Our garden has some one dozen fruit trees, after the previous use as an orchard by a commercial farmer. Most of the orchard is ‘infected’ with mistletoe.
Mistletoe is the name of a hemi-parasitic plant that grows attached to and within the branches of a tree or shrub. The word 'mistletoe' (Old English mistiltan) is of uncertain etymology; it may be related to German Mist, for dung and Tang for branch, since mistletoe can be spread in the faeces of birds moving from tree to tree. However, Old English mistel was also used for basil.
Mistletoe plants grow on a wide range of host trees, and commonly reduce their growth but can kill them with heavy infestation. Almost all mistletoes are hemi-parasites, bearing evergreen leaves that do some photosynthesis, and using the host mainly for water and mineral nutrients. However, the mistletoe first sprouts from bird faeces on the trunk of the tree and indeed in its early stages of life takes it nutrients from this source.
Most mistletoe seeds are spread by birds, such as the Mistle Thrush in Europe. They derive sustenance and agility through eating the fruits and nuts (drupes). The seeds are excreted in their droppings and stick to twigs, or more commonly the bird grips the fruit in its bill, squeezes the sticky coated seed out to the side, and then wipes its bill clean on a suitable branch. The seeds are coated with a sticky material called viscin which hardens and attaches the seed firmly to its future host.
Mistletoe was often considered a pest that kills trees and devalues natural habitats, but was recently recognized as an ecological keystone species, an organism that has a disproportionately pervasive influence over its community. A broad array of animals depends on mistletoe for food, consuming the leaves and young shoots, transferring pollen between plants, and dispersing the sticky seeds.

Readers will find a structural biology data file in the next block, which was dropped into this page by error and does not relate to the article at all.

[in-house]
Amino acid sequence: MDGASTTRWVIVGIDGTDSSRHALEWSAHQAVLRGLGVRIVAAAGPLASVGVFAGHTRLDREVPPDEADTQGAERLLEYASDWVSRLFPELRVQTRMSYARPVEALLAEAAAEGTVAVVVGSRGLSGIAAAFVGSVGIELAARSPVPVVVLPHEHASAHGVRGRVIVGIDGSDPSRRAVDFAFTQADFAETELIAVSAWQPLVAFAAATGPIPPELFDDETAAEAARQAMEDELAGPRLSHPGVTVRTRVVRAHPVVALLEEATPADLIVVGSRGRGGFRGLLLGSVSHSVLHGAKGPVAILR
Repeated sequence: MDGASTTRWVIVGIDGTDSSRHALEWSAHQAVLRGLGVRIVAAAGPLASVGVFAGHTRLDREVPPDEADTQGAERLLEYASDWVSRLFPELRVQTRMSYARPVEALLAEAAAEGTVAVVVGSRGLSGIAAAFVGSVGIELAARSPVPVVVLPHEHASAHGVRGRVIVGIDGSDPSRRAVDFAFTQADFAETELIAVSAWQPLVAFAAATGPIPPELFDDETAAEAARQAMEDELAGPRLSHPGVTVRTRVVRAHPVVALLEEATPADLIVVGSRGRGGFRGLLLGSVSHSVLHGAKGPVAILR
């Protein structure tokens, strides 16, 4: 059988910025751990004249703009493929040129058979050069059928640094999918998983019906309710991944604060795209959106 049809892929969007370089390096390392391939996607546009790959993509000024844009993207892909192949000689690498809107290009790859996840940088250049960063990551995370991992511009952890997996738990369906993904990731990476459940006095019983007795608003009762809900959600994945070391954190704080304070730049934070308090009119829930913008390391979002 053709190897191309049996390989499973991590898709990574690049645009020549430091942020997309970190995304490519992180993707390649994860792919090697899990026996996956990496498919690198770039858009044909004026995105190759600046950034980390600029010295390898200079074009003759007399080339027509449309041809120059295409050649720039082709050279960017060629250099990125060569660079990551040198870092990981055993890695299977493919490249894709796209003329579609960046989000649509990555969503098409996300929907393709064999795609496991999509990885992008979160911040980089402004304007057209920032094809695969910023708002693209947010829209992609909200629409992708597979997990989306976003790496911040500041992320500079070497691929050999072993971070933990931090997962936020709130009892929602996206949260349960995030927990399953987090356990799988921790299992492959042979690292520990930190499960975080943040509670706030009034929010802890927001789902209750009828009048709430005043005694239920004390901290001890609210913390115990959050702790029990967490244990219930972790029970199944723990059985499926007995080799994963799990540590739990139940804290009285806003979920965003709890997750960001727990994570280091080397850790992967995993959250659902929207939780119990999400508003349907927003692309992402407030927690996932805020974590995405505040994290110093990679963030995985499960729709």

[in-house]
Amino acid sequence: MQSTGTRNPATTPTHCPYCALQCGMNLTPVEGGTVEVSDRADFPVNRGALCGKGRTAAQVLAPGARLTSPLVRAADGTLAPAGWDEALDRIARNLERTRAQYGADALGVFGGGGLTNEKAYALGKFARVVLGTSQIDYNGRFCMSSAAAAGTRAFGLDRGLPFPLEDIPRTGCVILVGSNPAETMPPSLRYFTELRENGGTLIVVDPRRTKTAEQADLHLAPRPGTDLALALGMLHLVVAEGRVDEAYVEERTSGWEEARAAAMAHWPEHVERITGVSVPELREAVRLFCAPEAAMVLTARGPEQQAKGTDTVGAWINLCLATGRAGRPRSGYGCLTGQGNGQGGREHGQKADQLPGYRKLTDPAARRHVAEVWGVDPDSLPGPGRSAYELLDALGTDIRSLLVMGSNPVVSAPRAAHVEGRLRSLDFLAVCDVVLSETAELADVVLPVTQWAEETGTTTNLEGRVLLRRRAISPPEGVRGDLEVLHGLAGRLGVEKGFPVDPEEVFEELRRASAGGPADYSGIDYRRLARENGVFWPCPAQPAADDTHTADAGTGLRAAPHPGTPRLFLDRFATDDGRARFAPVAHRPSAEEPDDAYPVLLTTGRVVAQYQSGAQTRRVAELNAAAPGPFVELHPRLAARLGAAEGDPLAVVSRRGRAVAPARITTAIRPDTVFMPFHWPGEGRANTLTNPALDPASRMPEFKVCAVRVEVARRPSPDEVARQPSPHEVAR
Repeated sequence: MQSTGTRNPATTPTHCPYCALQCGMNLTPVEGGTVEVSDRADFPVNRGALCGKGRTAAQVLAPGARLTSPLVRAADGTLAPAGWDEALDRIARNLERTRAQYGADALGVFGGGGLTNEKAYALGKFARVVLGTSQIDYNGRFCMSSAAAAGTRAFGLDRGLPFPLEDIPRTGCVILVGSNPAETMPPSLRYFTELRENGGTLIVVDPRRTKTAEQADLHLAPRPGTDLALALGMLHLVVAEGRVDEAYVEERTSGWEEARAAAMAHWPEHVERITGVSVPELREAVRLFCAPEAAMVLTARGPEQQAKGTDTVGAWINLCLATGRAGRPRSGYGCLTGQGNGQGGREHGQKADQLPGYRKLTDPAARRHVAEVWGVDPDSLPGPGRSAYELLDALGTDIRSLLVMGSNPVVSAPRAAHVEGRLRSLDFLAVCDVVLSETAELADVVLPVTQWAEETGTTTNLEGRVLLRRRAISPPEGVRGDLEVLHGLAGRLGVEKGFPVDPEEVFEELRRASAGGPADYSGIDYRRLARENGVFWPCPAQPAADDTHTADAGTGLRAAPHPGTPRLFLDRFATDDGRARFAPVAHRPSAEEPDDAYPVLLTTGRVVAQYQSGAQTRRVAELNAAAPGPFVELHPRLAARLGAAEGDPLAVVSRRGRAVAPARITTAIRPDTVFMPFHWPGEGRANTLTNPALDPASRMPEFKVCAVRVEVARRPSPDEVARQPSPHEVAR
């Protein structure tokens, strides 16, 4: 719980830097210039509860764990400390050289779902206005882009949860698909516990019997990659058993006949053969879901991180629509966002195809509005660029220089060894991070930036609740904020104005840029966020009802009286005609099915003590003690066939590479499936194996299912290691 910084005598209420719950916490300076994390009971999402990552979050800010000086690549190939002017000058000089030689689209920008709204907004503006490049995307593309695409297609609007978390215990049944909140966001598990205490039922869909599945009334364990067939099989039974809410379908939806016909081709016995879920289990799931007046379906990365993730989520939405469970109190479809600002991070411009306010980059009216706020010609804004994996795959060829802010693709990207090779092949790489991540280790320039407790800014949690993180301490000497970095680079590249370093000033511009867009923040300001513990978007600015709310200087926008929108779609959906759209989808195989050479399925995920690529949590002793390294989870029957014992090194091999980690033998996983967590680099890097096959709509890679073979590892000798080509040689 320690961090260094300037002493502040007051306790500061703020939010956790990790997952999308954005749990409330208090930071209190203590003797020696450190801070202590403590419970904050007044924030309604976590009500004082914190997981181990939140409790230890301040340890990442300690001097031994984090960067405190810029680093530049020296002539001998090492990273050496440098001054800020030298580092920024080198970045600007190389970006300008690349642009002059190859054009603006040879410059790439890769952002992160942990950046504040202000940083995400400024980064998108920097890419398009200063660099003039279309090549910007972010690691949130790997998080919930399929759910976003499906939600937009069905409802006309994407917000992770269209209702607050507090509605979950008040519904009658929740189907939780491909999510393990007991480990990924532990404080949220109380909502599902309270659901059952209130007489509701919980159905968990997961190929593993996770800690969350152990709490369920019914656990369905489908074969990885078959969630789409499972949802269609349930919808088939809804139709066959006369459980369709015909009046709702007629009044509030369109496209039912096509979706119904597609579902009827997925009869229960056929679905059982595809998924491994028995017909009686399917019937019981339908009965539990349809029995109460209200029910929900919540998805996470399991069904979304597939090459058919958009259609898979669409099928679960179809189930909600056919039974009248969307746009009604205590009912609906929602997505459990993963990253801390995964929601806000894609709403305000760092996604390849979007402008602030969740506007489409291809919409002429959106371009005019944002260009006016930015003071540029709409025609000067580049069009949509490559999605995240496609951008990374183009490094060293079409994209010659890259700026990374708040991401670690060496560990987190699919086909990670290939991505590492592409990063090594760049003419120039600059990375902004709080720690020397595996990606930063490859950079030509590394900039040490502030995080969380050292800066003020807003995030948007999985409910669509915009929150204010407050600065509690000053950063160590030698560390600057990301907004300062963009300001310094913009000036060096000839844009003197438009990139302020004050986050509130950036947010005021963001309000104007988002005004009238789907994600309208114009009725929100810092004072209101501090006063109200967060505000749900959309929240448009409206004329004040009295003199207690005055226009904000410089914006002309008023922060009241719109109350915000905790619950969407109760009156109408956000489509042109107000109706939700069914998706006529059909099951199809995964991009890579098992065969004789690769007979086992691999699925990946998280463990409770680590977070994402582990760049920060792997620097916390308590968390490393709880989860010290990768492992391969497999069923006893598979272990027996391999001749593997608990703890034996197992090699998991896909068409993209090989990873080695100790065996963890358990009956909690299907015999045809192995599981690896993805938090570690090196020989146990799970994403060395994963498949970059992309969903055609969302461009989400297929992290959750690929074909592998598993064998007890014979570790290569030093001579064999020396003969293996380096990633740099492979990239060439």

A study of mistletoe in junipers concluded that more juniper berries sprout in stands where mistletoe is present, as the mistletoe attracts berry-eating birds which also eat juniper berries. Such interactions lead to dramatic influences on diversity, as areas with greater mistletoe densities support higher diversities of animals. Thus, rather than being a pest, mistletoe can have a positive effect on biodiversity, providing high quality food and habitat for a broad range of animals in forests and woodlands worldwide.
Mistletoe leaves and young twigs are used by herbalists, and it is popular in Europe, especially in Germany, for treating circulatory and respiratory system problems. Use of mistletoe extract in the treatment of cancer originated with Rudolf Steiner, the founder of Anthroposophy. He compared the parasitic nature of the mistletoe plant to that of cancer, and believed that cancer represents a faltering of the body's spiritual defences. Som mistletoe preparations are diluted homoeopathically. Mistletoe extract is sold as Iscador, Helixor, and several other trade names. As mistletoe is a poisonous plant that causes acute gastrointestinal problems including stomach pain, and diarrhoea along with low pulse, we here at Homelands question the wisdom of using those alternative practitioners… You certainly will not find it on our breakfast table!
The sticky juice of mistletoe berries was used as adhesive to trap small animals or birds. In South Africa it is called "Bird lime" in English and ‘voelent’ in Afrikaans. A handful of ripe fruits are chewed until sticky, and the mass is then rubbed between the palms of the hands to form long extremely sticky strands which are then coiled around small thin tree branches where birds perch. When a bird lands on this it gets stuck to the branch and is then easy to catch by hand.